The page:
Heads of Commonwealth meet underway

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A specially invited audience seated in the Ballroom of Buckingham Palace was introduced to Heads of Government and senior leaders from 53 Commonwealth Member Countries, as well as the Commonwealth Secretary-General Patricia Scotland.

On Friday, April 20, just one day after the Queen expressed her hopes that Prince Charles would succeed her as the leader of the Commonwealth, Charles got the job. British Prime Minister Theresa May and Canadian Prime Minister Justin Trudeau had said they agreed Charles should lead the Commonwealth.

The decision comes after the 53 leaders from Commonwealth nations, including New Zealand Prime Minister Jacinda Ardern, met at Windsor for a retreat to discuss the issue as part of the Commonwealth Heads of Government meeting in London this week.

But any opposition was squelched by the queen, who told the gathered leaders in person Thursday it was her "sincere wish" that Charles would one day carry on her Commonwealth work.

"And so, ladies and gentlemen, I pray that this Commonwealth Heads of Government Meeting will not only revitalise the bonds between our countries, but will give the Commonwealth a renewed relevance to all citizens, finding practical solutions to their problems and giving life to their aspirations".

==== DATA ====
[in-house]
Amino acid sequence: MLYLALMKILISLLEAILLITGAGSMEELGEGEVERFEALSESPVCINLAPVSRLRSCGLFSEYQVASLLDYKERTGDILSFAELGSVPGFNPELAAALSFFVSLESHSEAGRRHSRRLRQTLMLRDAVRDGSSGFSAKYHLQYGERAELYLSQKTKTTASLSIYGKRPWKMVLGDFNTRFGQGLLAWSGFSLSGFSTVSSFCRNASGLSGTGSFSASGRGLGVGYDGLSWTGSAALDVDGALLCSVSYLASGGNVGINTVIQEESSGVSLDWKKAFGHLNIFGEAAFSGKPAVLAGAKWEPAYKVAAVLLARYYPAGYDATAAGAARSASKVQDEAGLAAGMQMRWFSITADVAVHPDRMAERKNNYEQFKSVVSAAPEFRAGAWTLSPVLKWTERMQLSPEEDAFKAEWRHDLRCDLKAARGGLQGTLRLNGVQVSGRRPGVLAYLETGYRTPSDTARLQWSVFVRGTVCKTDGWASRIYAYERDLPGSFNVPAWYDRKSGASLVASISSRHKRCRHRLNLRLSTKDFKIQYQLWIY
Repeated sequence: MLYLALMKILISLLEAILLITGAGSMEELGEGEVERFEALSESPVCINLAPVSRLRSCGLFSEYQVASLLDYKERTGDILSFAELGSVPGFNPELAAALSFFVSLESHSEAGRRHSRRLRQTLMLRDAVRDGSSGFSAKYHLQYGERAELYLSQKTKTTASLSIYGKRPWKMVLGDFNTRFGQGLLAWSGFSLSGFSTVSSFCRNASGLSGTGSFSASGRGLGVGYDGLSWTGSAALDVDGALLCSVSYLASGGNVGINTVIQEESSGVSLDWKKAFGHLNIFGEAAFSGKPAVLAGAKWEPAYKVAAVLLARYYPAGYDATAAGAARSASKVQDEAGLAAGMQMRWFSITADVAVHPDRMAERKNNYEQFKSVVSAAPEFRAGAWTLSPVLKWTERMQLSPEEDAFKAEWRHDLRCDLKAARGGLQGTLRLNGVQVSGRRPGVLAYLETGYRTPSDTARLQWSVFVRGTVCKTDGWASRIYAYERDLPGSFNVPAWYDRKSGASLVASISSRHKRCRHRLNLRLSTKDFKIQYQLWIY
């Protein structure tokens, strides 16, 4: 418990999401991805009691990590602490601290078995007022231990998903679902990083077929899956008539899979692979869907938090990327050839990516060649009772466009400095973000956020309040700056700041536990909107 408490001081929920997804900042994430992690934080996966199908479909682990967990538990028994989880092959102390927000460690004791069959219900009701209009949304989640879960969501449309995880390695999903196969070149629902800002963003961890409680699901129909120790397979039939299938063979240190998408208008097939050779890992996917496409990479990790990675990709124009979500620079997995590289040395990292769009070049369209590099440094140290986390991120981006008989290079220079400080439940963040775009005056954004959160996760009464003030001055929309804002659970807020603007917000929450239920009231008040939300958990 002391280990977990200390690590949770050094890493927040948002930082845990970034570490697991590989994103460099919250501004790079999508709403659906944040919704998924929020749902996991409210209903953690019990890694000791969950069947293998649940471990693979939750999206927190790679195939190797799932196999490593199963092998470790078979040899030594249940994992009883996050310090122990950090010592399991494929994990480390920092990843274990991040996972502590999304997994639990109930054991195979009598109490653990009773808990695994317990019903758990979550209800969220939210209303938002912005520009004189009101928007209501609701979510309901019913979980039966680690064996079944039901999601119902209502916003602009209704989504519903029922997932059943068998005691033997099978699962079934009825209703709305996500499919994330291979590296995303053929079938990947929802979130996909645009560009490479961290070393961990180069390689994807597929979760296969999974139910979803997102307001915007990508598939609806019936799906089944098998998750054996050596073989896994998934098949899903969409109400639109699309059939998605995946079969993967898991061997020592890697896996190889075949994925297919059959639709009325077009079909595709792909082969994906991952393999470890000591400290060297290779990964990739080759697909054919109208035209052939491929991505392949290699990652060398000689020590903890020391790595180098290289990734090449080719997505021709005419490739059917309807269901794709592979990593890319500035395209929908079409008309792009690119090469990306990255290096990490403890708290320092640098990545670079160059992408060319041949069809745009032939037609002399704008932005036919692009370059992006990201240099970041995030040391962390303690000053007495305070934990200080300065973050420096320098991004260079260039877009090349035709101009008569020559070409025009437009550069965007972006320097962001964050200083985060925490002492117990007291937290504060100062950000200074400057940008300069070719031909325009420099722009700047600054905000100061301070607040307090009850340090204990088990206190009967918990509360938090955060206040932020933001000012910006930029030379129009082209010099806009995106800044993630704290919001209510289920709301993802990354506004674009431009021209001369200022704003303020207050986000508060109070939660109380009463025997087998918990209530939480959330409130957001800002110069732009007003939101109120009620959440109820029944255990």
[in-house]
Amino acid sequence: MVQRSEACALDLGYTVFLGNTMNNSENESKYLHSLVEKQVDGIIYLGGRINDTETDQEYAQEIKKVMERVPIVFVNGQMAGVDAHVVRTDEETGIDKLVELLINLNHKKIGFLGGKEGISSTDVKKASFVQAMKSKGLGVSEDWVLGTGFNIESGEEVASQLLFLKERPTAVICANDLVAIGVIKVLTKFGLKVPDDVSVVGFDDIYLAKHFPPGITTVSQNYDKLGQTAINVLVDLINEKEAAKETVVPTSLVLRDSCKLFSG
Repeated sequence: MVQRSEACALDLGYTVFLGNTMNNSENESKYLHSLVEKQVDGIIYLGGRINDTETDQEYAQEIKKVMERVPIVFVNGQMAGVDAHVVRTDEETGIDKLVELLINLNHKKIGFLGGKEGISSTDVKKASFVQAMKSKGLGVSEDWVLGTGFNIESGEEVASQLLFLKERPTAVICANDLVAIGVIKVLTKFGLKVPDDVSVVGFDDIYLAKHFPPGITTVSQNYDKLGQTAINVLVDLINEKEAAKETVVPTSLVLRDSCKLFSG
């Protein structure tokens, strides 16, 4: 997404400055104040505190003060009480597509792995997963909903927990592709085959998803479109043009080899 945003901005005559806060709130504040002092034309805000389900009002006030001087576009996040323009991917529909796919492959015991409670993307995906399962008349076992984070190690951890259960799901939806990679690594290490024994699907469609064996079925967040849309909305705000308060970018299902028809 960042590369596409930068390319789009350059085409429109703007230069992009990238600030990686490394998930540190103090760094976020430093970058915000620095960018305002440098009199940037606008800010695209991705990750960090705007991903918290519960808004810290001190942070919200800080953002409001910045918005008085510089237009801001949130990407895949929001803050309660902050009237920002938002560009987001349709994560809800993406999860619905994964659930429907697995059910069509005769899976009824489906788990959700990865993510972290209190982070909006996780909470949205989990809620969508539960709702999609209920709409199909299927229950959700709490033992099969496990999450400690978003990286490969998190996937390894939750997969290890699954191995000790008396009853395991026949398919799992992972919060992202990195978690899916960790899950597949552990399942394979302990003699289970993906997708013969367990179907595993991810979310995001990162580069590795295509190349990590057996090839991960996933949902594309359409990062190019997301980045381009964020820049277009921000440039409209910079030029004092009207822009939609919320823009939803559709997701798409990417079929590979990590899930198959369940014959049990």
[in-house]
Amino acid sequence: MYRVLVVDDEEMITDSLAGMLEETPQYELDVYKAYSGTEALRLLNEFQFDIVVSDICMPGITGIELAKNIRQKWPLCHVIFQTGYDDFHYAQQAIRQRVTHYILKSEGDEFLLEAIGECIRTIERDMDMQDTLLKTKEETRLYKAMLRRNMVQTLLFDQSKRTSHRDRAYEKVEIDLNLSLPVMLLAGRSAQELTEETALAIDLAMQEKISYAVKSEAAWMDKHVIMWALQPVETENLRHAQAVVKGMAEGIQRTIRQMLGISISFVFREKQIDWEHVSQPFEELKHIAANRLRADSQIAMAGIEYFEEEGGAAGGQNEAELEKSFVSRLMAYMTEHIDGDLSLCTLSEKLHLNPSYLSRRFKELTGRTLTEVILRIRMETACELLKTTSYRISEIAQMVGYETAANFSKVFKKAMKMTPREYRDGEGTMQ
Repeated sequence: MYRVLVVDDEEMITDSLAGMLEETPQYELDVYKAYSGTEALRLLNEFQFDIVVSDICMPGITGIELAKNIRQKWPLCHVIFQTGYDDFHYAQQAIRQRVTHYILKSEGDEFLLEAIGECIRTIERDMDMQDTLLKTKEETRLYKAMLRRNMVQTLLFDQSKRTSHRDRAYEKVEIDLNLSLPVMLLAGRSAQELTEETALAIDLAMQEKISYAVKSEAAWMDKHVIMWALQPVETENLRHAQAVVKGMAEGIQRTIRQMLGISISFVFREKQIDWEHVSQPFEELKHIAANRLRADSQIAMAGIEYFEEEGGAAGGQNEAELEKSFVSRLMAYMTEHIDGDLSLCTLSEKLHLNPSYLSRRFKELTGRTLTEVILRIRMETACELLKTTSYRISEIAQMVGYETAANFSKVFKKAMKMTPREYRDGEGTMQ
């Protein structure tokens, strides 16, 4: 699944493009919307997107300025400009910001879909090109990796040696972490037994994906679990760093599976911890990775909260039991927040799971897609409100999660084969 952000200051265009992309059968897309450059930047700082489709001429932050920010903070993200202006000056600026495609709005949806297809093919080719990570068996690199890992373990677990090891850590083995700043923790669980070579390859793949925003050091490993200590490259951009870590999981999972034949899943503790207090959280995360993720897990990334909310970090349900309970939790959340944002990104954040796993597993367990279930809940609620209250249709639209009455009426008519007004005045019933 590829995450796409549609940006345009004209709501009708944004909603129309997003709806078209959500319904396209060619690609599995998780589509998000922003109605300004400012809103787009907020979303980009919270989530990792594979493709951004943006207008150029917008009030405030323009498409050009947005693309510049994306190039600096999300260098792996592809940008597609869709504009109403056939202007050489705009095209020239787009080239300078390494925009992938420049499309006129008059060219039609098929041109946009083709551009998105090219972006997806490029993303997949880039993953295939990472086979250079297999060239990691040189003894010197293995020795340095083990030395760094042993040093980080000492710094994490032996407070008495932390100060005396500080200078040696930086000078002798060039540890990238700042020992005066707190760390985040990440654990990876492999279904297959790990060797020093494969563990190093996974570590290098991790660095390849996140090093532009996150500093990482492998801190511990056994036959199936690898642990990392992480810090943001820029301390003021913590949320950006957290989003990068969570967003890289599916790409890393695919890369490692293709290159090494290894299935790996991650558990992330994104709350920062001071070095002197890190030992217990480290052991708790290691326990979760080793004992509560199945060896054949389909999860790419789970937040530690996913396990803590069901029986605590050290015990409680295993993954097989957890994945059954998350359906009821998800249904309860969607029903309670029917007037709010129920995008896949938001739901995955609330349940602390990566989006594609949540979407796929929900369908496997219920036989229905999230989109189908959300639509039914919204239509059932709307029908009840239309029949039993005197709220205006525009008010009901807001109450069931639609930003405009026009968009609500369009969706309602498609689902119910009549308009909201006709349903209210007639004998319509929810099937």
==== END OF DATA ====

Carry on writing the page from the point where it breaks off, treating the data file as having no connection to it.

Today, the Commonwealth leaders said in a statement, "We recognize the role of the queen in championing the Commonwealth and its peoples", adding, "The next head of the Commonwealth shall be His Royal Highness Prince Charles, the Prince of Wales".

She then went on to attend the formal executive session of the heads of government meeting, themed around "Towards a Common Future", which concluded in London on Thursday evening.

CHOGAM takes place every two years and brings together 54 member countries mostly former British colonies.

Prince Charles has spent a lifetime waiting to be king.

Prince Charles also made a tacit pitch for the role, saying the Commonwealth had been a "fundamental feature" of his life since first visiting Malta at age five.

"I think the Commonwealth ought to really get a chance decide who its own head is.The Queen is obviously very personally committed to the Commonwealth", he said on BBC programme Andrew Marr Show.